Facebook’s sweeping overhaul of privacy in May this year have received the seal of approval from Canadian authorities.
Canadian privacy commissioner Jennifer Stoddart said her office was finished with its investigation into the way Facebook’s third-party applications obtain user data, the Washington Post reports. She specifically mentioned her satisfaction with Facebook’s decision to require users to give permission before sharing personal information with third-party applications such as games.
The office is still reviewing other complaints about whether some Facebook user information is available too broadly on the web, such as invitations to other sites by Facebook and sharing when users click on its “like” feature with other sites.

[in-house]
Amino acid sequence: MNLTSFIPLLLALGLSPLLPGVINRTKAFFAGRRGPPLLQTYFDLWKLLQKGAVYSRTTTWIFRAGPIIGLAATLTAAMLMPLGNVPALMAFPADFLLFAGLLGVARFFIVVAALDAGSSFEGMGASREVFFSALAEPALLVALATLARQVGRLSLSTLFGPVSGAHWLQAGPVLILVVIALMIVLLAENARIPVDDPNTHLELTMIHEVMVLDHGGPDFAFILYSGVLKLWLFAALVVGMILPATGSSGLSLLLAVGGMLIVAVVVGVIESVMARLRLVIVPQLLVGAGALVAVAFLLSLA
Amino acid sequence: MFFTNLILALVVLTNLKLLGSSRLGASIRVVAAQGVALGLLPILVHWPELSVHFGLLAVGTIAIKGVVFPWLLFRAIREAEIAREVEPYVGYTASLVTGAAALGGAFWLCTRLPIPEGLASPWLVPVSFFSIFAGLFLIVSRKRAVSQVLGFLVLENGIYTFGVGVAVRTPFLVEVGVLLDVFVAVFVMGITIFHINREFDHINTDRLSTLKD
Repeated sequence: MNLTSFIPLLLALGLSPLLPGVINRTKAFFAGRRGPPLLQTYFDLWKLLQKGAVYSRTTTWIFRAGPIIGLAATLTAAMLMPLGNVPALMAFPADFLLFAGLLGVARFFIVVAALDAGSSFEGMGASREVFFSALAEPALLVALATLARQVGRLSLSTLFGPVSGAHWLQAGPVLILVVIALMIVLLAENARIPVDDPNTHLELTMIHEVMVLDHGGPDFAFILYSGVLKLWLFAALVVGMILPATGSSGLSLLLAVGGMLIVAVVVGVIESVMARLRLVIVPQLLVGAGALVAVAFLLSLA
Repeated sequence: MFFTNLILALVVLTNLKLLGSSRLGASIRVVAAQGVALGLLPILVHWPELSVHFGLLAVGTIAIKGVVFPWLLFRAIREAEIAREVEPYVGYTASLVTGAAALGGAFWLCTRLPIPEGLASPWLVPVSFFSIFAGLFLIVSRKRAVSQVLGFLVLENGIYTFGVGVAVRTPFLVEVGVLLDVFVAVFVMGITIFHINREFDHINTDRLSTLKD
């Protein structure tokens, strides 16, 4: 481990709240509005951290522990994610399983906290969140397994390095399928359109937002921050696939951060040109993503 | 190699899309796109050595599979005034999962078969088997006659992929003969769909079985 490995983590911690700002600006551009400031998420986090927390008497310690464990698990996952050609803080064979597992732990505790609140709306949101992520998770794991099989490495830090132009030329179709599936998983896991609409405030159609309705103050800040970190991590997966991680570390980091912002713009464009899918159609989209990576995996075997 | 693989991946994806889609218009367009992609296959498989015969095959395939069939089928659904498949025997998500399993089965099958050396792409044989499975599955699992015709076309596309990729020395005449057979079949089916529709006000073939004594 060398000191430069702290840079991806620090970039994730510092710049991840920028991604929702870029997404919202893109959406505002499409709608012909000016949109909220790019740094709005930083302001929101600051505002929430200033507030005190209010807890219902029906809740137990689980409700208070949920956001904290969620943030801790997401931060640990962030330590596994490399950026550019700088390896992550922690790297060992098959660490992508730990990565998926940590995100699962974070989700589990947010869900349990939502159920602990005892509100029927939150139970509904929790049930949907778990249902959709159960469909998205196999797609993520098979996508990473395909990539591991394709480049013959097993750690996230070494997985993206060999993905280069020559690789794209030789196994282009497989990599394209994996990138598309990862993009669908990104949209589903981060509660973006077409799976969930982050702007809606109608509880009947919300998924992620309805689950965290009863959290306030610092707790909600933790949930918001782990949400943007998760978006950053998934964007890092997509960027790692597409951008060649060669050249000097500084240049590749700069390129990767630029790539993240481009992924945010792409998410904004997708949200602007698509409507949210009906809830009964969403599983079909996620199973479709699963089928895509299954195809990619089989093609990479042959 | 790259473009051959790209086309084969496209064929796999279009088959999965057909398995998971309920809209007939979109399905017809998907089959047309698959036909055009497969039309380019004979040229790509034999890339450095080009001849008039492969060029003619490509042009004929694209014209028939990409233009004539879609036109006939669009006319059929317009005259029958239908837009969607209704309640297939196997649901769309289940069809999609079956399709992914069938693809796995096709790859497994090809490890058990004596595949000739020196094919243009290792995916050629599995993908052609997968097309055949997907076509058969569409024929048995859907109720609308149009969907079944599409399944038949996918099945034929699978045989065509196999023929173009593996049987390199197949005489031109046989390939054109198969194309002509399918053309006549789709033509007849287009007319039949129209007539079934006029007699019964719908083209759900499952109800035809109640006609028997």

Outside Canada few people would be aware that the Canadian privacy commissioner was even looking at Facebook’s privacy policies. But it highlights a bigger challenge for Facebook as it grows internationally. The site now has 500 million users – a bigger population than every country in the world besides China and India. While Facebook is based in Palo Alto, California, only 30% of its users are in the United States.
The site is subject to the laws of every country in which it operates and it must be quite a challenge for the policy team to strike the right balance between operating the site in the best way possible for the business versus what lawmakers and the law enforcement community. This has been an issue in Australia, for example. Both Facebook and democratic governments would argue they have the users’ interests at heart but they often have very different visions of how best to protect them.